In a perfect world that money would go to the homeless, it would build schools, and it would help fix this nations infrastructure. However, money is wasted everyday. The example is the money being wasted in Iraq. Can you imagine what that money could buy? This isn’t a perfect world, we all know that, and I do not have a problem with this much money being spent on presidential campaigns. Hopefully those elected will give money back through different programs. Many times they do not, but the investment you make into person you want representing your country is very import. Perhaps they most important investment you can make.

  2. Tess permalink
    October 5, 2007 4:21 am

    I don’t really know much about the money behind presidential campaigns but I agree that too much money is being spent on elections. While this money could be spent on much better things, like helping the needy or something, the fact is that money is easily spent. Whether a celebrity, professional athlete, or politician–all have huge amounts of money at their disposal. Instead of improving the world, they use this money for selfish reasons. This isn’t to say that rich people don’t give to charities and try to help people. It’s just that when someone has a lot of money then they can use it to get what they want (and politicians know exactly what they want). In this day and age money can go a long way and the more a candidate has, the better. The sad truth is that this isn’t going to change any time soon. Promotions and media galas are now more important than the actual issues at hand, at least during election season. These candidates are simply commodities being packaged and advertised to the American people. I’m sick of this election already.

  3. Lara Aqel permalink
    October 5, 2007 2:14 pm

    Oh, blogger, thanks for bringing this up. The amount of money being spent on campaigns is gross. Just gross. A few weeks ago, I took a field trip to the World Bank with my SIS Gateway class, and a fellow student asked our speaker how ‘with all the homelessness, poverty, and economic problems we have in THIS country’ the World Bank feels comfortable only loaning to others? Probably not the most informed question if you know anything about the mission of the World Bank, but the kid was making a point… and the speaker (I really wish I could remember his name) made a counter-one:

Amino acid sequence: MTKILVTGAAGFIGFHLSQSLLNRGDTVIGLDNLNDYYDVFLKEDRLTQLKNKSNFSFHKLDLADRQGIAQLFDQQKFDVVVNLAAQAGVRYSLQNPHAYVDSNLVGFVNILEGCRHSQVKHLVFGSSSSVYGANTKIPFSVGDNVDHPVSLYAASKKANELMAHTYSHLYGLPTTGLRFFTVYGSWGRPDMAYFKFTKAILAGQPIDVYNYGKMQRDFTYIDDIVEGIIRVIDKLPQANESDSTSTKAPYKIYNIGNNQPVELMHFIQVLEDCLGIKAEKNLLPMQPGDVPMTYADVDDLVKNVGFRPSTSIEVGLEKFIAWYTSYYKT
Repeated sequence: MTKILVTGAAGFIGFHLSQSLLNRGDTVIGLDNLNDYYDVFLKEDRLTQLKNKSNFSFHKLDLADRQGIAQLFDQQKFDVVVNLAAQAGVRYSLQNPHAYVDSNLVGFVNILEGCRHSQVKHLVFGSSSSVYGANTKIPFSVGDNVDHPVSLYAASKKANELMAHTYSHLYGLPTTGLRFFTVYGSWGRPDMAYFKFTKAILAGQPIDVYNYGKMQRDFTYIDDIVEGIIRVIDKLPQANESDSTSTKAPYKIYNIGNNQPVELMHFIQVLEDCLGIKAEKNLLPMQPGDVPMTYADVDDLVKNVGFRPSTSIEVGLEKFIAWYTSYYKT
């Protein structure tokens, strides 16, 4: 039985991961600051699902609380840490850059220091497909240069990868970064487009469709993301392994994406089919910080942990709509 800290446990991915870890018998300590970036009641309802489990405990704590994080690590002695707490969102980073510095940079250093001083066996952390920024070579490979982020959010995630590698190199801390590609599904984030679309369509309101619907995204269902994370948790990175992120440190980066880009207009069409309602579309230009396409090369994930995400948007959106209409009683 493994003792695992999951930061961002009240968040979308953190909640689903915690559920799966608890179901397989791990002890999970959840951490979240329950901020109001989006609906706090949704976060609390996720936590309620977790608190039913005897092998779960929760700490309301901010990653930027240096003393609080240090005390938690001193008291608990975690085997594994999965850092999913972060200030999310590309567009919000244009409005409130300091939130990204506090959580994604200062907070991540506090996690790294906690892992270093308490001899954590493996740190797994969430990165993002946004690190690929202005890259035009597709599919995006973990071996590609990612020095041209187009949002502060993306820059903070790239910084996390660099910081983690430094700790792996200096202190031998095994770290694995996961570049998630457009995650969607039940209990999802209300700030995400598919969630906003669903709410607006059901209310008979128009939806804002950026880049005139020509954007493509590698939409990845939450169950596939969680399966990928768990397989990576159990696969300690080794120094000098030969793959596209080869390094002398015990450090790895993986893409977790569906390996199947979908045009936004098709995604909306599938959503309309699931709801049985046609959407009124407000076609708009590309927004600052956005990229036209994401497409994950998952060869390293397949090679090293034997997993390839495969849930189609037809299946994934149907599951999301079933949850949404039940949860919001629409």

He said, ‘It’s not that this country doesn’t have the money to take care of its problems. The money is there and there’s plenty of it. It’s just horribly, horribly mismanaged. There are other countries, on the other hand, who just don’t have it’…

    Interesting. I want to bring up something else, as well, though. Sure, we could sit here and shake our heads disapprovingly at HOW MUCH money is going down the drain during campaign season, glancing at each other every now and then for affirmation of the disapproval and disgust we should each feel…

    BUT, then we’d be failing to consider a very sinister point this blogger briefly touched upon: that campaigns REALLY arent about the best (wo)/man for the job anymore. Plenty of otherwise eligible candidates just DON’T RUN because of how much it costs to be elected today. The best future president of the United States could be your local mayor… but we’ll never hear about him, because politics today is a game of green, not red, white, and blue.

    So much for truly representative democracy, hmm?